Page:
We have, so far, met our goals. In our oldest primary school, over 95% of students graduated and 75% went on to high school. This is double the primary students and triple the high school student attending when we started the school 12 years ago. Our other schools have also improved dramatically, with attendance above 90% in every school and high school attendance increasing as we supply graduates who need it with transportation. Our technical school has graduated and placed all students in its two years of existence. We have completed a large organic garden there, installed a fish pond and chicken coop and have enough production to feed our students and give some surplus to the neighbors. Three of our elementary schools also have gardens.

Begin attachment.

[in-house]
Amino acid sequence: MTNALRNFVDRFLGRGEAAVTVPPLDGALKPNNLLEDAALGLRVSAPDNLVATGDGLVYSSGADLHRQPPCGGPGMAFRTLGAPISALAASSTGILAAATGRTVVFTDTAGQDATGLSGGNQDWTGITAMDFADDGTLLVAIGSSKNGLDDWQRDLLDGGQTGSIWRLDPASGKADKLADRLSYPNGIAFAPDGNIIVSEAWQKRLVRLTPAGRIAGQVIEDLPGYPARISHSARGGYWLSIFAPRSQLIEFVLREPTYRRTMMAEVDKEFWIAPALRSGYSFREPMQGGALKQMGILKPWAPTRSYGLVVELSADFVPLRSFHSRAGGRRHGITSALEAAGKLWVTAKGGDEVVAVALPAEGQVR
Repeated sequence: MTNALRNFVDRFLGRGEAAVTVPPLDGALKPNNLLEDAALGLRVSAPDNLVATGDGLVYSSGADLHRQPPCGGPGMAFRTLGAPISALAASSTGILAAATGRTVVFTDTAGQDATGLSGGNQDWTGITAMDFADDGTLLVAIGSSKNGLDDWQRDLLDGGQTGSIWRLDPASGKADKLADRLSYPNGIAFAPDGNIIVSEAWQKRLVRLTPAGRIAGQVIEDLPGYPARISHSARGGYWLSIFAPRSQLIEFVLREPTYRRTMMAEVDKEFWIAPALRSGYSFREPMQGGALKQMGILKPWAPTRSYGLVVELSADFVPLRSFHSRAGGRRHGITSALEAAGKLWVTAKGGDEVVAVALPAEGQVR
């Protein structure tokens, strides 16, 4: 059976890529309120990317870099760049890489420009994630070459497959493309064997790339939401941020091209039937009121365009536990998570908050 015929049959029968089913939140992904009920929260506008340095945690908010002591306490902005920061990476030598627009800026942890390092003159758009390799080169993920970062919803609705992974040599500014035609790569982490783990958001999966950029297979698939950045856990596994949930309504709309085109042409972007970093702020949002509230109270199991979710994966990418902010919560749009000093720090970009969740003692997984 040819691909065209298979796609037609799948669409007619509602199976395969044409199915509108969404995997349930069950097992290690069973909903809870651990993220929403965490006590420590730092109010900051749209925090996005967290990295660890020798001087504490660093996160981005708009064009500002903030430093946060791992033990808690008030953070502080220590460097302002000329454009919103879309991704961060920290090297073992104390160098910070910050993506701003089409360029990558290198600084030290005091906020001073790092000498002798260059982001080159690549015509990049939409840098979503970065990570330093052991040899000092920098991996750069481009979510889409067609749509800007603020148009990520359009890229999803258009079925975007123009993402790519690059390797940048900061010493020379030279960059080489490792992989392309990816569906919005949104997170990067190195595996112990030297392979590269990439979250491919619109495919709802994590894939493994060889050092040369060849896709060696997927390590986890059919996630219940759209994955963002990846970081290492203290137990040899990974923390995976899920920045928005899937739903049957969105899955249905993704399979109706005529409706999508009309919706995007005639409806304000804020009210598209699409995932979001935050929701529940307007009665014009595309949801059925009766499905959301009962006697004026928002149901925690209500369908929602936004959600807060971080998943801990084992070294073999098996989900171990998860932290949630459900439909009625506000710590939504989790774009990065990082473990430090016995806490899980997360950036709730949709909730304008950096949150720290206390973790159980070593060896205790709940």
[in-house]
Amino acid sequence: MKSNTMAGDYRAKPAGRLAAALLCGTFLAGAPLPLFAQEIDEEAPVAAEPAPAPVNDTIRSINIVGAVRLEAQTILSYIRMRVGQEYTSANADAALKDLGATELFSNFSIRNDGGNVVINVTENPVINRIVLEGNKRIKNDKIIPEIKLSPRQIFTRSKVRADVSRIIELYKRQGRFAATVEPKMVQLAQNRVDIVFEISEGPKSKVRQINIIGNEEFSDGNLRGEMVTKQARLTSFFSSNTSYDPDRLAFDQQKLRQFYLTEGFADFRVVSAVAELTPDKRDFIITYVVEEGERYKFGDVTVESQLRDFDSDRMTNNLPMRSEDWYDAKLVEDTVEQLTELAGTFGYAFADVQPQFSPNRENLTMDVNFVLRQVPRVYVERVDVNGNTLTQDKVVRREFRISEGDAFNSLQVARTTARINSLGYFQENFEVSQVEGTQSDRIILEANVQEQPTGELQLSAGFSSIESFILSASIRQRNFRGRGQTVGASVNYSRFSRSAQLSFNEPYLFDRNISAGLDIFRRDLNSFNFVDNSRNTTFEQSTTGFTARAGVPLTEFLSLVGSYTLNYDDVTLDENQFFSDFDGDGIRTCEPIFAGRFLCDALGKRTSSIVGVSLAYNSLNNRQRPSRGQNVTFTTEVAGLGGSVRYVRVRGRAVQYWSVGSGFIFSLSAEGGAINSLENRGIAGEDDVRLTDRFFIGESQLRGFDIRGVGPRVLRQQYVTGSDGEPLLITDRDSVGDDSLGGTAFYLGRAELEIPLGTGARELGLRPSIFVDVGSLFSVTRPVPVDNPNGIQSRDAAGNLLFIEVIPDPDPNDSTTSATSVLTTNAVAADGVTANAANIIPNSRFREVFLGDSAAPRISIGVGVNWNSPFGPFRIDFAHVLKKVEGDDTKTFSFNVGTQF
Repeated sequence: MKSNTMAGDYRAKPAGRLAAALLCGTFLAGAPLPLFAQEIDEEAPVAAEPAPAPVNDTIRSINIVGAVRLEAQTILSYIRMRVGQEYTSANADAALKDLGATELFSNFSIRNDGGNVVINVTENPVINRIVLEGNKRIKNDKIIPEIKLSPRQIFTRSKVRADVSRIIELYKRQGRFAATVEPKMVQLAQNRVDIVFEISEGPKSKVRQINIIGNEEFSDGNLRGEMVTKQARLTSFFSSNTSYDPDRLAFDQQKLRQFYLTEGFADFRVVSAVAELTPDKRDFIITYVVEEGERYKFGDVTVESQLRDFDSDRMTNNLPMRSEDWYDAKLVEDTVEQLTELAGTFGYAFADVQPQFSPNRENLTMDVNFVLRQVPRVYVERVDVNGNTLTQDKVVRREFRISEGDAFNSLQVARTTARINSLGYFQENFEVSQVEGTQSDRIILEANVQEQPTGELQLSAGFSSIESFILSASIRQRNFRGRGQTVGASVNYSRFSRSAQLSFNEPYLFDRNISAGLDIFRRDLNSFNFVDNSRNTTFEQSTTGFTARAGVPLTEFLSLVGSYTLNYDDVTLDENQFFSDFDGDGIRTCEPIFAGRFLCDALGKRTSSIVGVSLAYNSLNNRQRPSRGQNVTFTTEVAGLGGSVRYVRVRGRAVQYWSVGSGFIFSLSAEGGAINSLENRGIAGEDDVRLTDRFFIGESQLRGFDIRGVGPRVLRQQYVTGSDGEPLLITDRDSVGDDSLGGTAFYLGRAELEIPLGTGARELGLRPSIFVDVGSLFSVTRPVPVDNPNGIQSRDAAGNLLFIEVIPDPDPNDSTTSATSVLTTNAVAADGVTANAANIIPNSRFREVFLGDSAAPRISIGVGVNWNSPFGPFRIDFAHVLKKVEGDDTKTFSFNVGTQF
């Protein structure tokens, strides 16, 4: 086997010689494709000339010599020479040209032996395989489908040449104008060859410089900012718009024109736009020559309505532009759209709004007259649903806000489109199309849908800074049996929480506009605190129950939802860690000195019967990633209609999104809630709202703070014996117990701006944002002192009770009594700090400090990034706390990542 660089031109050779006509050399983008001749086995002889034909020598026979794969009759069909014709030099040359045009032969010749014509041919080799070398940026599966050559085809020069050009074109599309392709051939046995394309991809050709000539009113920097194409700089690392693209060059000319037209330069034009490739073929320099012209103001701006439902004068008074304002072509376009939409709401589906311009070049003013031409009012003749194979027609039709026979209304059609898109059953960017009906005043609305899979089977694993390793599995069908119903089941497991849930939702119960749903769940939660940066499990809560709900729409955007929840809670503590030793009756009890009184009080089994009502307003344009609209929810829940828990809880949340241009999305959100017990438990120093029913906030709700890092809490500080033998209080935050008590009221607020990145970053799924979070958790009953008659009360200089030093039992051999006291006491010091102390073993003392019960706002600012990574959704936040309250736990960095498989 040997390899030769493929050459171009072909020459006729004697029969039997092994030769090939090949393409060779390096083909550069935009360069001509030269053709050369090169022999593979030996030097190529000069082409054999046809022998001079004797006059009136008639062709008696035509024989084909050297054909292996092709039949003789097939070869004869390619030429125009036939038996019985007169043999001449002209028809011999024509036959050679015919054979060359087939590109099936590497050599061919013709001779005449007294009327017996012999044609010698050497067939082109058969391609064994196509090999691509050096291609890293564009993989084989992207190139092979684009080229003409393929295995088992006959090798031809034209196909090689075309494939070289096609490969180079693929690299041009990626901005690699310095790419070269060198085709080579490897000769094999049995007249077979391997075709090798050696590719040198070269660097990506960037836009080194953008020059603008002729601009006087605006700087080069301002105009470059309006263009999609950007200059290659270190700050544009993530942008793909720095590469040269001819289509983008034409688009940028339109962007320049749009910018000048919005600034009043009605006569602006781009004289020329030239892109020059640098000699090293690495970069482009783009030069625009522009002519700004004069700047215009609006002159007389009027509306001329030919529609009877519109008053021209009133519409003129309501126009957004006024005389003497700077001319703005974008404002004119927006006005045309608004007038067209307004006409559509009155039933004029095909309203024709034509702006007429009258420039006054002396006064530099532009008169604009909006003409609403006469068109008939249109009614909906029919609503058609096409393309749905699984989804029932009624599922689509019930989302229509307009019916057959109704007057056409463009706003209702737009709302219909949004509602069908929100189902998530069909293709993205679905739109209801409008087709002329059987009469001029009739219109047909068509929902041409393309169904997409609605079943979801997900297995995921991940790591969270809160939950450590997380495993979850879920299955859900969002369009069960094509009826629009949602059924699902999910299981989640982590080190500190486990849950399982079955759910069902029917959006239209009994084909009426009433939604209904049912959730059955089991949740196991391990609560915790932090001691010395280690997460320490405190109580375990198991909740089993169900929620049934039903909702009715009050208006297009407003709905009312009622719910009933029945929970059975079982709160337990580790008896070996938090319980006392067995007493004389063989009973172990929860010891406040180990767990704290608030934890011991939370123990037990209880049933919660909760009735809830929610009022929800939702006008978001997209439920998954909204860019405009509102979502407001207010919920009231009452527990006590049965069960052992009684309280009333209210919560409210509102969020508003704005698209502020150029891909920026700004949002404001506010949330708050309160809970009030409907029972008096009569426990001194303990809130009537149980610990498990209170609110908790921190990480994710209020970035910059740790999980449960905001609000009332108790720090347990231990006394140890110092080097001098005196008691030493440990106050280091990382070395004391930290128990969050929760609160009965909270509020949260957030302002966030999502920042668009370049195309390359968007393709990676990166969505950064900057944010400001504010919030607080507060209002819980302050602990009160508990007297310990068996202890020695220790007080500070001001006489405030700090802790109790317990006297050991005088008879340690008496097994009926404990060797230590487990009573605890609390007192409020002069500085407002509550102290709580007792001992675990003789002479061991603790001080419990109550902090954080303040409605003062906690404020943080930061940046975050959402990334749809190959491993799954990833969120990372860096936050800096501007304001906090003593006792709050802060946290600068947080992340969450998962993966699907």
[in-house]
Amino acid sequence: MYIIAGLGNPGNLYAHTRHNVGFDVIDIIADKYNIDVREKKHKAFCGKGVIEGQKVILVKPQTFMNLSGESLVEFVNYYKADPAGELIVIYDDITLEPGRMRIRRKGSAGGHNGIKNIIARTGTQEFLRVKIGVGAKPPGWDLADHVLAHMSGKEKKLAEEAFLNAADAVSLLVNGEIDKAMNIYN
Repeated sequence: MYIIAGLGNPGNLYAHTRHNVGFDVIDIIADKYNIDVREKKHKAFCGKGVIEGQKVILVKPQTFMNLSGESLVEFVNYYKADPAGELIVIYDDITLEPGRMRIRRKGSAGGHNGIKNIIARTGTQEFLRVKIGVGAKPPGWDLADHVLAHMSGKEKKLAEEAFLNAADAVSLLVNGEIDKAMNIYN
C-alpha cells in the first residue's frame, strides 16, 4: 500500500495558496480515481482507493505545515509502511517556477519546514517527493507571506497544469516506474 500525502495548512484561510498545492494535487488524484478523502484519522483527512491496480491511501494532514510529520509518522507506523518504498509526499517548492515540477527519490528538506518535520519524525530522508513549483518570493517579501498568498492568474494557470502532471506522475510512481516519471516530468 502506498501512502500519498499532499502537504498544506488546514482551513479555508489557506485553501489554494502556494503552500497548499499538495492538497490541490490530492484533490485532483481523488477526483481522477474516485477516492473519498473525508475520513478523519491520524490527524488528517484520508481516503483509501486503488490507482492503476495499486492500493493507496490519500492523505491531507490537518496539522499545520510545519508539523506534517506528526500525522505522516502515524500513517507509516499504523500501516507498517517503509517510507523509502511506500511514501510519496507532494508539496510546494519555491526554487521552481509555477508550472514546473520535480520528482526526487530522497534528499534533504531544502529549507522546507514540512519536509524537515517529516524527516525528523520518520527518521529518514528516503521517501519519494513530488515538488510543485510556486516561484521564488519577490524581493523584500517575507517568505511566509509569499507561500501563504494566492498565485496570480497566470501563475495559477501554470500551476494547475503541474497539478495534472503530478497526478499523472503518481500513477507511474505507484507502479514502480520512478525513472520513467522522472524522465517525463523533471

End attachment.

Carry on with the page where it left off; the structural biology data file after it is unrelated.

Students will stay in school and will get jobs. Teacher retention rates will remain high. Villagers will volunteer at the school. Schools will improve, physically: At two of our schools, we have supplied materials and the parents have built an outdoor kitchen where meals for students are prepared. At one school, we and the village split the cost of a piece of land next door that we are using this year to increase the size of our garden. At another school we split the cost of road repair after floods and the road by the school is in good condition now. We have added wells or ponds to 4 of our 5 schools. We have a solar electric system at our technical school. We supplied materials so parents could build a bridge over the small river near a school, making access much shorter.